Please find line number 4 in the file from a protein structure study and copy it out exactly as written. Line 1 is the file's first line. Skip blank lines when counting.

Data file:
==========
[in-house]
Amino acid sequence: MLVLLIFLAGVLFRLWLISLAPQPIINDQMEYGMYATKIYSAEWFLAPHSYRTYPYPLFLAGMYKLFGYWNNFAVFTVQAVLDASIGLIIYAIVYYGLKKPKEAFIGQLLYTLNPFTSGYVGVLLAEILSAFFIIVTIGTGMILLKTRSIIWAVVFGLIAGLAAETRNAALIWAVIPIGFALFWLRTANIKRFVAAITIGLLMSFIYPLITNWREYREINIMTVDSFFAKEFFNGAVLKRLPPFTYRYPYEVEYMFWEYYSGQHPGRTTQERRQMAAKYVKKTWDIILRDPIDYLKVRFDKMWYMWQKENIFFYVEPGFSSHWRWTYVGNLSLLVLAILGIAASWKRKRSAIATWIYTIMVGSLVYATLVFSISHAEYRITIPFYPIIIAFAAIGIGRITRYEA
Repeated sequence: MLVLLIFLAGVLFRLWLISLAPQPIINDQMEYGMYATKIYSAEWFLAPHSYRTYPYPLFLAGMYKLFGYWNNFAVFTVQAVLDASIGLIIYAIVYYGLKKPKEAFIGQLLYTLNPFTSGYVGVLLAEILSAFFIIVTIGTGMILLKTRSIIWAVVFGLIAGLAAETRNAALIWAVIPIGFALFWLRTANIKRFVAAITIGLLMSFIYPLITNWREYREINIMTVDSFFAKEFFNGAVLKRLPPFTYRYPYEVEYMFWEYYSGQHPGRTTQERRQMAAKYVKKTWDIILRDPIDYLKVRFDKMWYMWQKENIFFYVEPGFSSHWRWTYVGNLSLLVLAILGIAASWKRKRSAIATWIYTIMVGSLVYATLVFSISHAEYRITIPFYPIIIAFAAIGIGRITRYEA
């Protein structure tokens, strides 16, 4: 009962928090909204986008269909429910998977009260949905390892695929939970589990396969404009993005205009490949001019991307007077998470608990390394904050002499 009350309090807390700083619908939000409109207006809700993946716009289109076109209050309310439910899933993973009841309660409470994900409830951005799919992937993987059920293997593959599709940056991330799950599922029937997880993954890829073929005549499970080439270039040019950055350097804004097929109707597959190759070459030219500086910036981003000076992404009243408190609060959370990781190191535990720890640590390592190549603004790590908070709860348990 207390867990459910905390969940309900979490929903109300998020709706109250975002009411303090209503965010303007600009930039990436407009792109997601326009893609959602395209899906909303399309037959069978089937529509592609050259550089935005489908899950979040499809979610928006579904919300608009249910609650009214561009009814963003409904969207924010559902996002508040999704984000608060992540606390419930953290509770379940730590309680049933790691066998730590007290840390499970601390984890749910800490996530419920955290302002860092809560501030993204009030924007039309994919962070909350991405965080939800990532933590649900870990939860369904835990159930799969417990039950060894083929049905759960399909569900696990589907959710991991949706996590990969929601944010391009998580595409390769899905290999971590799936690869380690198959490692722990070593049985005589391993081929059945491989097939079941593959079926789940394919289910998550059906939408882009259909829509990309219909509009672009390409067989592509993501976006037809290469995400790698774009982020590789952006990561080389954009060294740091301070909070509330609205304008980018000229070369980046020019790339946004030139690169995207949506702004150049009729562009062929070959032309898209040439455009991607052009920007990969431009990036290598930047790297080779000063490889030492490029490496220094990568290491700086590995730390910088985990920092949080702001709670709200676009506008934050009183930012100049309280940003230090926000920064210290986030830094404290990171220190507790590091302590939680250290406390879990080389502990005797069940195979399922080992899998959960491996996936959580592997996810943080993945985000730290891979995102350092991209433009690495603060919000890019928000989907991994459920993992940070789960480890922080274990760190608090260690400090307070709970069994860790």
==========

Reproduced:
């Protein structure tokens, strides 16, 4: 009962928090909204986008269909429910998977009260949905390892695929939970589990396969404009993005205009490949001019991307007077998470608990390394904050002499 009350309090807390700083619908939000409109207006809700993946716009289109076109209050309310439910899933993973009841309660409470994900409830951005799919992937993987059920293997593959599709940056991330799950599922029937997880993954890829073929005549499970080439270039040019950055350097804004097929109707597959190759070459030219500086910036981003000076992404009243408190609060959370990781190191535990720890640590390592190549603004790590908070709860348990 207390867990459910905390969940309900979490929903109300998020709706109250975002009411303090209503965010303007600009930039990436407009792109997601326009893609959602395209899906909303399309037959069978089937529509592609050259550089935005489908899950979040499809979610928006579904919300608009249910609650009214561009009814963003409904969207924010559902996002508040999704984000608060992540606390419930953290509770379940730590309680049933790691066998730590007290840390499970601390984890749910800490996530419920955290302002860092809560501030993204009030924007039309994919962070909350991405965080939800990532933590649900870990939860369904835990159930799969417990039950060894083929049905759960399909569900696990589907959710991991949706996590990969929601944010391009998580595409390769899905290999971590799936690869380690198959490692722990070593049985005589391993081929059945491989097939079941593959079926789940394919289910998550059906939408882009259909829509990309219909509009672009390409067989592509993501976006037809290469995400790698774009982020590789952006990561080389954009060294740091301070909070509330609205304008980018000229070369980046020019790339946004030139690169995207949506702004150049009729562009062929070959032309898209040439455009991607052009920007990969431009990036290598930047790297080779000063490889030492490029490496220094990568290491700086590995730390910088985990920092949080702001709670709200676009506008934050009183930012100049309280940003230090926000920064210290986030830094404290990171220190507790590091302590939680250290406390879990080389502990005797069940195979399922080992899998959960491996996936959580592997996810943080993945985000730290891979995102350092991209433009690495603060919000890019928000989907991994459920993992940070789960480890922080274990760190608090260690400090307070709970069994860790």